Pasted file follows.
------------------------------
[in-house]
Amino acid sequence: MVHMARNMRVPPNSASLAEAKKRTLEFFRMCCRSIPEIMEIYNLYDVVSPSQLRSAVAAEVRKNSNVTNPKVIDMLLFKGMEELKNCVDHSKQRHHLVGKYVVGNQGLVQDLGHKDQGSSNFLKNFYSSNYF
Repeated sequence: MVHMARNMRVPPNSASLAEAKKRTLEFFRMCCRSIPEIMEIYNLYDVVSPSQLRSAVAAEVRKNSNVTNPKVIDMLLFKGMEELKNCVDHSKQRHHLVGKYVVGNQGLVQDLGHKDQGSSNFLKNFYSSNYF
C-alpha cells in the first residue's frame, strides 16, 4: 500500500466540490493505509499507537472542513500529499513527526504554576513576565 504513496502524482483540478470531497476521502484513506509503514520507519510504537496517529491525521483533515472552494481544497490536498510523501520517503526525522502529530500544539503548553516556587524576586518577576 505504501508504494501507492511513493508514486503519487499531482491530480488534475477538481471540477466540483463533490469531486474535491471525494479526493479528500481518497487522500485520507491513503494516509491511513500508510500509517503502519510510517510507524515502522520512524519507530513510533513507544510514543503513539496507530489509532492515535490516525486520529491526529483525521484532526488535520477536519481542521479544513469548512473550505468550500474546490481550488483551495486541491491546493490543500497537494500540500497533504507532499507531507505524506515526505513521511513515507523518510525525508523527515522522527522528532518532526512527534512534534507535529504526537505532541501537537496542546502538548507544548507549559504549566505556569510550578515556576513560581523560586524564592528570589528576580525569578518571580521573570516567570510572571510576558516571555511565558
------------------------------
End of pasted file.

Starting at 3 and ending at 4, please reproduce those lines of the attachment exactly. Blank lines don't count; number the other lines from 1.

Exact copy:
Repeated sequence: MVHMARNMRVPPNSASLAEAKKRTLEFFRMCCRSIPEIMEIYNLYDVVSPSQLRSAVAAEVRKNSNVTNPKVIDMLLFKGMEELKNCVDHSKQRHHLVGKYVVGNQGLVQDLGHKDQGSSNFLKNFYSSNYF
C-alpha cells in the first residue's frame, strides 16, 4: 500500500466540490493505509499507537472542513500529499513527526504554576513576565 504513496502524482483540478470531497476521502484513506509503514520507519510504537496517529491525521483533515472552494481544497490536498510523501520517503526525522502529530500544539503548553516556587524576586518577576 505504501508504494501507492511513493508514486503519487499531482491530480488534475477538481471540477466540483463533490469531486474535491471525494479526493479528500481518497487522500485520507491513503494516509491511513500508510500509517503502519510510517510507524515502522520512524519507530513510533513507544510514543503513539496507530489509532492515535490516525486520529491526529483525521484532526488535520477536519481542521479544513469548512473550505468550500474546490481550488483551495486541491491546493490543500497537494500540500497533504507532499507531507505524506515526505513521511513515507523518510525525508523527515522522527522528532518532526512527534512534534507535529504526537505532541501537537496542546502538548507544548507549559504549566505556569510550578515556576513560581523560586524564592528570589528576580525569578518571580521573570516567570510572571510576558516571555511565558